Herein lies the issues with the shunt.   Any hardware placed in the body is very “sticky” and bacteria harbors in the plastic like a parasite.  Since the shunt was exposed to MRSA (a very powerful and deadly bacteria) we knew it would have to be replaced, but that wouldn’t be possible unless he was cleared from the infection for several days/weeks before placing a new shunt, and after we lost so much precious time recovering from the infection alone, we were advised not to delay chemo another minute.

The decision was to keep Ty on antibiotics for the course of the first chemo cycle or two (that way, the infected shunt would not continue to infect the rest of the central nervous system). It was not the safest route, but we had to do it in order to be most aggressive against the tumor. That meant I had to hook him up to an IV pump of vancomycin every six hours for MONTHS.  It is very complicated what happened over the next few months in treatment, but the bottom line is that poor Ty contracted meningitis again (this time it was fungal as opposed to bacterial) and the shunt was finally replaced three months after it was originally placed.

http://www.youtube.com/watch?v=Aate1FtfTTE&feature=g-upl


The downward spiral continues from here.  Ty suffered chronic hydrocephalus which left his brain tissue scarred and means he will forever be shunt-dependant.  Ty suffered several clogs in his shunt because the original infections left his CSF fluid prone to build-up with proteins that stick to/collect in in the tubing/valve. Each time causing painful, life-threatening  hydrocephalus and replacement surgeries.  He also contracted several more infections of the Central Nervous System when his immune system was so compromised during treatment.  Each time an infection was contracted, the shunt needed to be replaced. His cancer metastasized and he needed to have each shunt replaced after those tumor resection surgeries.  His most recent surgery was simply because the skin where the last shunt was placed was just too thin after being re-opened and operated on so many times.  Can’t.  Catch.  A. Break.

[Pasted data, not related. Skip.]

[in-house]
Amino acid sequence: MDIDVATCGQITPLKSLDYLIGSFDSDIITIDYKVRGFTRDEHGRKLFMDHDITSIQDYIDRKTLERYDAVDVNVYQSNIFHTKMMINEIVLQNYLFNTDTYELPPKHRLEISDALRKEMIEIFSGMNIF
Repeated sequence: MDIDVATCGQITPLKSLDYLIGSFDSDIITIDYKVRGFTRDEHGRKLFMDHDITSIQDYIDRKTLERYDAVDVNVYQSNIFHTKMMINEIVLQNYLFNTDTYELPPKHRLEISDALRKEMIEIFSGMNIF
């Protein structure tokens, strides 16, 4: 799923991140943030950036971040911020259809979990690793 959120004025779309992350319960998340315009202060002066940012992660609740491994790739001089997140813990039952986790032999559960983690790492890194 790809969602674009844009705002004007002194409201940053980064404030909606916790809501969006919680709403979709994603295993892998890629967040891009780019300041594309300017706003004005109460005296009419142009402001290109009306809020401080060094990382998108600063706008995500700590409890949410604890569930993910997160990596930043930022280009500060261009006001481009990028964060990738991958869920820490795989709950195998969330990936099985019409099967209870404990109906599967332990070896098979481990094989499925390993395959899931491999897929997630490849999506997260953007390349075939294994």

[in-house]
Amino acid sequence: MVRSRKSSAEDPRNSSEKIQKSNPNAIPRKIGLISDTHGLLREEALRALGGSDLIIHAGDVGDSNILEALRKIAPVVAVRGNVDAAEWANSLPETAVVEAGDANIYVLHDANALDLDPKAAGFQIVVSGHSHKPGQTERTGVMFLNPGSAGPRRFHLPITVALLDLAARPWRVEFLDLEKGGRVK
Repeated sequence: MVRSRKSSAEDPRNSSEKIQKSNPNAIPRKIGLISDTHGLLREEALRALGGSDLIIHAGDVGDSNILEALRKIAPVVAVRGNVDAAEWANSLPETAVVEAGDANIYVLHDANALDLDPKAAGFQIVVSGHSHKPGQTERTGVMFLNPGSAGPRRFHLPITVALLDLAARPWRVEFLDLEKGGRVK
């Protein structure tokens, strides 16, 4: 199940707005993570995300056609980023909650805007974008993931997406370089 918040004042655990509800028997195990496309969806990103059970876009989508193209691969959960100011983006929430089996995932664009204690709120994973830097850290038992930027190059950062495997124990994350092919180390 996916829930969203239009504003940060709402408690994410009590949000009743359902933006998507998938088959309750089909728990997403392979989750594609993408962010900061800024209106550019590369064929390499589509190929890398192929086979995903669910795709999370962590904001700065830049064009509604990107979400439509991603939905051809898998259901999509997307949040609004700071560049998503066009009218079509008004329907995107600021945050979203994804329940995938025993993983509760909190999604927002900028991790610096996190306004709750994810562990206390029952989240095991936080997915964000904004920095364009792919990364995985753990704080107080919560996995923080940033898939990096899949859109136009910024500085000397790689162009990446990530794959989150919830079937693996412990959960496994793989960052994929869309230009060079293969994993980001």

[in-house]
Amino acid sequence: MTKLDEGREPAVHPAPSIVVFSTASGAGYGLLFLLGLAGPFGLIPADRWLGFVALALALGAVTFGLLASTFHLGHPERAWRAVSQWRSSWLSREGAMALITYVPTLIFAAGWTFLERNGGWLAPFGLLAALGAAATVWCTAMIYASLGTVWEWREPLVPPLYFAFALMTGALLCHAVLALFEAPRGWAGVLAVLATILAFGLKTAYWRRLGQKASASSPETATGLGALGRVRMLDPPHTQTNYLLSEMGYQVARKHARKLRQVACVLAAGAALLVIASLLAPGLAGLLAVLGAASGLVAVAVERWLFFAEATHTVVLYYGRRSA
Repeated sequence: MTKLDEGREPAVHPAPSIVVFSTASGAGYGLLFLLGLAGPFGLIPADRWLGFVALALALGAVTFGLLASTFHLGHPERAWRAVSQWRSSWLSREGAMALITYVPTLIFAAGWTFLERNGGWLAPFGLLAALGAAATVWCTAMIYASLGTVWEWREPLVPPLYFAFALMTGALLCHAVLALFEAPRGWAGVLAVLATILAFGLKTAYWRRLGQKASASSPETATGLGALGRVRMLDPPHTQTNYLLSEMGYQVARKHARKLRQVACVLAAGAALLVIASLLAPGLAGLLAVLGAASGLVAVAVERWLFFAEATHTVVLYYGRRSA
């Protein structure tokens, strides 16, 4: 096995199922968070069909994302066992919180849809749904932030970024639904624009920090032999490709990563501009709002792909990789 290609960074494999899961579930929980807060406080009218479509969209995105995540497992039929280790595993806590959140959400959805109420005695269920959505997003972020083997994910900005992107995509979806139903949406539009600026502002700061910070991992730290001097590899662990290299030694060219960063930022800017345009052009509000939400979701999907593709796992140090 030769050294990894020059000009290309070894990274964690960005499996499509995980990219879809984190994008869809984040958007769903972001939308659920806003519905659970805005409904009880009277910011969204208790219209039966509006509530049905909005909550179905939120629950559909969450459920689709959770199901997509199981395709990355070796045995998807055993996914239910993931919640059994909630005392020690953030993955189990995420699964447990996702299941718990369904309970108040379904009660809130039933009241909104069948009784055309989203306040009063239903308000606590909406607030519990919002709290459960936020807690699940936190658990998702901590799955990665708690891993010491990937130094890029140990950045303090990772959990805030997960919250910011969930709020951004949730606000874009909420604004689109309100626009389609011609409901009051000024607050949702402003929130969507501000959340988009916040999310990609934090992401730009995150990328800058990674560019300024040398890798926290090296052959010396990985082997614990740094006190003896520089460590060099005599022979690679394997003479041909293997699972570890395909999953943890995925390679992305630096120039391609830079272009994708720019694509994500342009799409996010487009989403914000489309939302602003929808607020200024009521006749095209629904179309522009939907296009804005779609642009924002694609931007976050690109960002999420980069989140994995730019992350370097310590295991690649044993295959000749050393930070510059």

Post-op shunt revision #6

So, that’s the story.  The Shunt, the shunt, always the shunt.  It is a necessary evil in this journey, and I am keeping my fingers crossed again.  Ty baby has four huge incisions that are healing, and he is pretty banged up, but what I’m more concerned right now is his breathing.  It’s dreadful.  He sounds like an anti-smoking commercial and we don’t know whether it’s an increase in secretions from the anesthesia post-op or more.  We will have to keep doing what we’re doing… torturing the poor boy with the suction all night… and praying it gets better soon.